The hardest thing was becoming a producer. When I began DJing in the early nineties, DJs played parties, producers made music and the two rarely overlapped. Over time that changed and DJs began producing, and producers began DJing. After being a DJ for many years it was really hard to make music. When I started making music I would compare my production to the tracks I was playing out and it always came up short. I was very insecure about my music. To this day I still find it hard to complete anything by myself. I have tracks that I have spent months working on and never released them. That is why I like collaborating with other artists. With two people you have to make decisions quicker and move on. It’s also just a lot more fun to make music with a friend. Given the choice of sitting in a room by myself or having a laugh with a friend, I’ll take the latter every time.

Where do you see yourself in 10 years in terms of your music and label?

I expect to see Pharmacy Music continue to grow as the artists on the label grow. I am so proud of the label and the incredible talent of the producers in the Pharmacy family. I hope that I continue to grow as an artist and DJ as well. Music is my passion.

A Sit Down With DJ Promise Land


Promise Land is a collaboration between two DJs as well as producers and powerful remixers , Fabio Ranucci and Nazario Pelusi. Both men are pursuing their careers as Disk Jockey since 10 years ago in their hometown of Anzio, Italy. Their long hard work is fruitful, with the presence of collaborations with DJ Provenzano, Chuckie, Amanda Wilson, Georgi Kay, and others. Not only that, a powerful group duo with the trance genre has spawned a lot of rebranded trackslike What does not kill you (Kelly Clarkson), What a feeling (Agaudino ft Kelly Rowland), If it was not for love(Deborah Cox), and much more.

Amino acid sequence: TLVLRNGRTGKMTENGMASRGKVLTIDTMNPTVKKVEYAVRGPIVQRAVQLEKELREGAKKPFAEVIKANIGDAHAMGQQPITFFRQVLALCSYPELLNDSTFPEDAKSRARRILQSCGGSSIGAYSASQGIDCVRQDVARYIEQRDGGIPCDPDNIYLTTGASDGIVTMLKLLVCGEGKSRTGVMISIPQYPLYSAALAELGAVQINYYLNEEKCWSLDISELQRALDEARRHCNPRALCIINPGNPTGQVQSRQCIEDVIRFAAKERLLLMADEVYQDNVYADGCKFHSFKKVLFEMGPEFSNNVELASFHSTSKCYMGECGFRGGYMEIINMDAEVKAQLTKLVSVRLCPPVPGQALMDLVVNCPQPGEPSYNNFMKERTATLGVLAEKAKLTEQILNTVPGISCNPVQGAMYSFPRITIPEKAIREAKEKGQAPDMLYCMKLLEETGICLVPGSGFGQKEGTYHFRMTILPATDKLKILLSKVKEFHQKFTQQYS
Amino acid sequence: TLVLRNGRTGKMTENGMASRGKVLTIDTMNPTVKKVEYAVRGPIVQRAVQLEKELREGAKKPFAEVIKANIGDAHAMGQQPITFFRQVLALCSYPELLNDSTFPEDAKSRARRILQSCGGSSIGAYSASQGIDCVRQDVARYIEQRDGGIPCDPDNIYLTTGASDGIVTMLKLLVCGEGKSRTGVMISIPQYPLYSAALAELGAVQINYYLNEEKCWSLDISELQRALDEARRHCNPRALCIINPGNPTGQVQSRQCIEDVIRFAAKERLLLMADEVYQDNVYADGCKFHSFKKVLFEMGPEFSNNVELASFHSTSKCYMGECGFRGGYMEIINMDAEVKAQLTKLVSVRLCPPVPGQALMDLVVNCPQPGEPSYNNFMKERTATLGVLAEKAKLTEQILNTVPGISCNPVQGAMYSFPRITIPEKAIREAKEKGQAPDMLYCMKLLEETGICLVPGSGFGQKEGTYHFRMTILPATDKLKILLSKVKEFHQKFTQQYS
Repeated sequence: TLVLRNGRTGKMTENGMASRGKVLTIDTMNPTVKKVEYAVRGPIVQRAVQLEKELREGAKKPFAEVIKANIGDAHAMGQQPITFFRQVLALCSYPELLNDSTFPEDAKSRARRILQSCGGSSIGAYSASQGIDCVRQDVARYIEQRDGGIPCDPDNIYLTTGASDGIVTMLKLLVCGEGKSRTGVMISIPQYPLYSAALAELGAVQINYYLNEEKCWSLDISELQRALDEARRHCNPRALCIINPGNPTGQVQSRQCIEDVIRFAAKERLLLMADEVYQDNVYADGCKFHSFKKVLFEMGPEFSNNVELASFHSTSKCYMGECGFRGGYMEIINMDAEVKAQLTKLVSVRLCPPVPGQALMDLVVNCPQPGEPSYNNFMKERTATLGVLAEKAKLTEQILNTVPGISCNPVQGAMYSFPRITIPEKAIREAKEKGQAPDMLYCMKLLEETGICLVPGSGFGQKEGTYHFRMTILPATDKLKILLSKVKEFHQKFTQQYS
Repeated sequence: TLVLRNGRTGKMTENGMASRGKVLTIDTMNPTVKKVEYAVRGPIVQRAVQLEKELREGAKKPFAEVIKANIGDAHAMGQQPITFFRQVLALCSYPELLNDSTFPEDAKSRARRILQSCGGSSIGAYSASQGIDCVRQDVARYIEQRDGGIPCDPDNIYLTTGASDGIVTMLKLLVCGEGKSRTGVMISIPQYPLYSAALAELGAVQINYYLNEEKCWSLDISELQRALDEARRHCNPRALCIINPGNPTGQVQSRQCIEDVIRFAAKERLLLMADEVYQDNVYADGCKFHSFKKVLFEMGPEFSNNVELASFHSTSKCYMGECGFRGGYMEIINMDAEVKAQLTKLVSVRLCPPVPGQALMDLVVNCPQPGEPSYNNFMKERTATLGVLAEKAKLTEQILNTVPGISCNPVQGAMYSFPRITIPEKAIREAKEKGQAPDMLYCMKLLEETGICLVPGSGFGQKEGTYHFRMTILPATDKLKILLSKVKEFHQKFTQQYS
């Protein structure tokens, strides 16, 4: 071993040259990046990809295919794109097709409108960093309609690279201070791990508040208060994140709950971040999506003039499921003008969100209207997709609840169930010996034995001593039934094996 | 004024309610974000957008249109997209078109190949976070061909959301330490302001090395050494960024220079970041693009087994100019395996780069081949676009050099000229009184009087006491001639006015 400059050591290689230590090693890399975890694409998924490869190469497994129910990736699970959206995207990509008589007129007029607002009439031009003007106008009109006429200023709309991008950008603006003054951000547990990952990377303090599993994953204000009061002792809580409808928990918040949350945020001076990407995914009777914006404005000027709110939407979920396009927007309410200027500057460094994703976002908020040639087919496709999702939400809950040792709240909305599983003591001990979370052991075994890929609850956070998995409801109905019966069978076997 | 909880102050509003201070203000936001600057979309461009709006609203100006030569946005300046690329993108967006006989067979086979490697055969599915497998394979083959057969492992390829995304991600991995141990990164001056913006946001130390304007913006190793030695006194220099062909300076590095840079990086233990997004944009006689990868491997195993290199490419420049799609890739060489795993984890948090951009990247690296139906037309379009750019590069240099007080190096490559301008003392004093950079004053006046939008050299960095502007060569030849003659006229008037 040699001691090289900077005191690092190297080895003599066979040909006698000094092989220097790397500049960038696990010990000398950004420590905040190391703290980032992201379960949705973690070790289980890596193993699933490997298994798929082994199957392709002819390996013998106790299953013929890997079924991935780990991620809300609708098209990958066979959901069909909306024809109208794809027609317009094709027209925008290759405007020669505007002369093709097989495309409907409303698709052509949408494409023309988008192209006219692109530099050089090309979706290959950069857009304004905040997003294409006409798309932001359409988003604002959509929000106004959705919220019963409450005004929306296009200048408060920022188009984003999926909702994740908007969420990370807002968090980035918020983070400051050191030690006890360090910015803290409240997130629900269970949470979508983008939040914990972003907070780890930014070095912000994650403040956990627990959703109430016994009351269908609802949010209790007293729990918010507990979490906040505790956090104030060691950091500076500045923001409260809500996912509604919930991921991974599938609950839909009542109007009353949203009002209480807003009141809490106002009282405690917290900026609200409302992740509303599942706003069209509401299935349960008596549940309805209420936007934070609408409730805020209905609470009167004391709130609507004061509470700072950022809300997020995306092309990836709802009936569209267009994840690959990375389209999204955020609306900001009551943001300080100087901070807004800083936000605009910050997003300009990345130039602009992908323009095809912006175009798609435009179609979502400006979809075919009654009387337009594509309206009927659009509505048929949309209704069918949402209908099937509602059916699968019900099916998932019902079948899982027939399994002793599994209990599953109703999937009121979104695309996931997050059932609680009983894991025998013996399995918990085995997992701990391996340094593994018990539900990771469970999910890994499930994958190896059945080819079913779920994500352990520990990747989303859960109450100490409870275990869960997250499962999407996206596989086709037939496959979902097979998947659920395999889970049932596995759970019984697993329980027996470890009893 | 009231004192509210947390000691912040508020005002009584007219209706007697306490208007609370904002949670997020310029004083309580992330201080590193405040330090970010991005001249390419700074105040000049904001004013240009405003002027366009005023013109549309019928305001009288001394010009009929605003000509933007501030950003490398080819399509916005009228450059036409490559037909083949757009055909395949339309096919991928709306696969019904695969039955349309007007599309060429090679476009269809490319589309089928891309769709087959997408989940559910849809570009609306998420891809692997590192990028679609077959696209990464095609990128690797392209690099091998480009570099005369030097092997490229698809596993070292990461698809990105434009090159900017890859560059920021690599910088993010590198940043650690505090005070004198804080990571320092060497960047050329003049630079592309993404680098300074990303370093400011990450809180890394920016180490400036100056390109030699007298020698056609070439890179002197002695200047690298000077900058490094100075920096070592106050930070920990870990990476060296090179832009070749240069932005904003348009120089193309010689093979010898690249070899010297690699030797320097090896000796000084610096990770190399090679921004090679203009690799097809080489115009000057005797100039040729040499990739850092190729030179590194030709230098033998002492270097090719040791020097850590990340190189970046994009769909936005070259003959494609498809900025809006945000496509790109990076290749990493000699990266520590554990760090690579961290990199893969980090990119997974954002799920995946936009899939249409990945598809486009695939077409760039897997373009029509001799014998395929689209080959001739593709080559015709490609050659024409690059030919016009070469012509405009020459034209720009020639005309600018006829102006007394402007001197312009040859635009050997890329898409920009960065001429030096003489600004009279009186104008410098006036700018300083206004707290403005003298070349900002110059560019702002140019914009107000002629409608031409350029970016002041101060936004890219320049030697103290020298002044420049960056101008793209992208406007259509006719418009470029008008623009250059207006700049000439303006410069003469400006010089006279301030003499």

Since entering the dance music scene, Promise Land have successfully established themselves as two of the most prolific and talented producers in this industry. Hailing from Rome, Italy, this duo has excelled in honing their craft and delivering brilliant and high-quality music productions.

Their talent is based on a sound of sexy-house mixed with groove progressive, that reached the attention of names like Tiesto, Angello, Axwell and Morillo, just to name the first. Publications on Subliminal Records, Spinnin Records, Flamingo, Size are granted a rating of the highest level in the world's ranking. One of their biggest success is the remix for the Swedish House Mafia "Do not you worry child," by their fans all over the world.

"We were looking for something new, something that would inspire us a new idea and we were hit by the lead tech that we used in the track, then we worked on the groove and finally on the break."

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When did you first meet and collaborate?

About 10 years ago we decided to join and work together.

What is your music genre and why do you choose that? Then how is the development of EDM in your country?

We think our music is closer to Progressive House. Yes, we love Melody and Progressive House groove. In Italy has not had a music culture big enough compared to other countries. Everything is affected from the outside.

Who DJ do you like the game during the stage?

We both love Hardwell and also Avicii. They have a name that is already known to many people around the world with their outstanding work.

What makes you want to be a DJ?

The passion for music and our love that we always have for DJ equipment consoles since we were teenagers.

What do you think is the difference between clubbers in Asia and in Europe?

We feel there is not much difference. Many clubs that we go to have a sound system that is complete and quality. Similarly, the crowd is present. Many young people came with great passionate to enjoy our music.

Who have been some of your influences throughout the years, both inside and outside of the dance music scene?

We are great fans of Swedish House Mafia, everything they did impressed us, there was always something interesting about their music, never predictable, and we saw them as three great friends who joined their ideas to create something incredible.
What is the happiest moment you ever felt?